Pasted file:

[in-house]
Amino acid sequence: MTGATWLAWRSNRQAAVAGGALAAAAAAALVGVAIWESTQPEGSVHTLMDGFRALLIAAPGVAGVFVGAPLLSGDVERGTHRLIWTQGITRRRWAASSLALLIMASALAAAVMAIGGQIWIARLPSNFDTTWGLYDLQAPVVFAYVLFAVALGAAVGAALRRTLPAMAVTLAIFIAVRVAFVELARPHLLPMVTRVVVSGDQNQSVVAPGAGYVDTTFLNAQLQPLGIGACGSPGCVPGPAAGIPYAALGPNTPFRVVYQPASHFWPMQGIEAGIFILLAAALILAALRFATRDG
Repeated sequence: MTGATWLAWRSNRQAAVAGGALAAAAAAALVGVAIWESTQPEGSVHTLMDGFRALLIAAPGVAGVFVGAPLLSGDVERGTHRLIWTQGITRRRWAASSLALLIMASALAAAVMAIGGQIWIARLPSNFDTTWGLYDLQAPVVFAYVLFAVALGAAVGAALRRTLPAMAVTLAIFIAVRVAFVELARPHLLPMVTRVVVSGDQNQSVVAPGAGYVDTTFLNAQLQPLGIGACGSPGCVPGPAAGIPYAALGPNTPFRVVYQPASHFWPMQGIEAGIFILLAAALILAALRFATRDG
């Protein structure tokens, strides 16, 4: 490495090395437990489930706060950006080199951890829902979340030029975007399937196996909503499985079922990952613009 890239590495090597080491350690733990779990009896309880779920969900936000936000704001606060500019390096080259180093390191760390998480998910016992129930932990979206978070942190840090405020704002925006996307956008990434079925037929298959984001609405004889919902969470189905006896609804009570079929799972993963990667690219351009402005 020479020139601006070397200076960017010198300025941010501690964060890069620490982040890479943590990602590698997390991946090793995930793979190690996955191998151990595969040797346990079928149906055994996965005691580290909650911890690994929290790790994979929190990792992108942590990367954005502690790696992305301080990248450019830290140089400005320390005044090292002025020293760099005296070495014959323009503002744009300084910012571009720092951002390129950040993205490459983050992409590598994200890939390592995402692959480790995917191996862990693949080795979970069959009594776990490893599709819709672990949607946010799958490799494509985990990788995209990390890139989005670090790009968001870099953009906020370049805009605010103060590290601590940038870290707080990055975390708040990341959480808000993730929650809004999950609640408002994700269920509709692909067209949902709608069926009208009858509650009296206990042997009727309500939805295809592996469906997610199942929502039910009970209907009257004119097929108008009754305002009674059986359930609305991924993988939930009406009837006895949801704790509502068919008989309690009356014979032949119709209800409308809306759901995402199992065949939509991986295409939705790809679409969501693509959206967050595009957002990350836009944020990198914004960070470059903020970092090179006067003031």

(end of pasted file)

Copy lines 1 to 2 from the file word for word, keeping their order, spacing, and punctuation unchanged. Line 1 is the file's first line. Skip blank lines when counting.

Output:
[in-house]
Amino acid sequence: MTGATWLAWRSNRQAAVAGGALAAAAAAALVGVAIWESTQPEGSVHTLMDGFRALLIAAPGVAGVFVGAPLLSGDVERGTHRLIWTQGITRRRWAASSLALLIMASALAAAVMAIGGQIWIARLPSNFDTTWGLYDLQAPVVFAYVLFAVALGAAVGAALRRTLPAMAVTLAIFIAVRVAFVELARPHLLPMVTRVVVSGDQNQSVVAPGAGYVDTTFLNAQLQPLGIGACGSPGCVPGPAAGIPYAALGPNTPFRVVYQPASHFWPMQGIEAGIFILLAAALILAALRFATRDG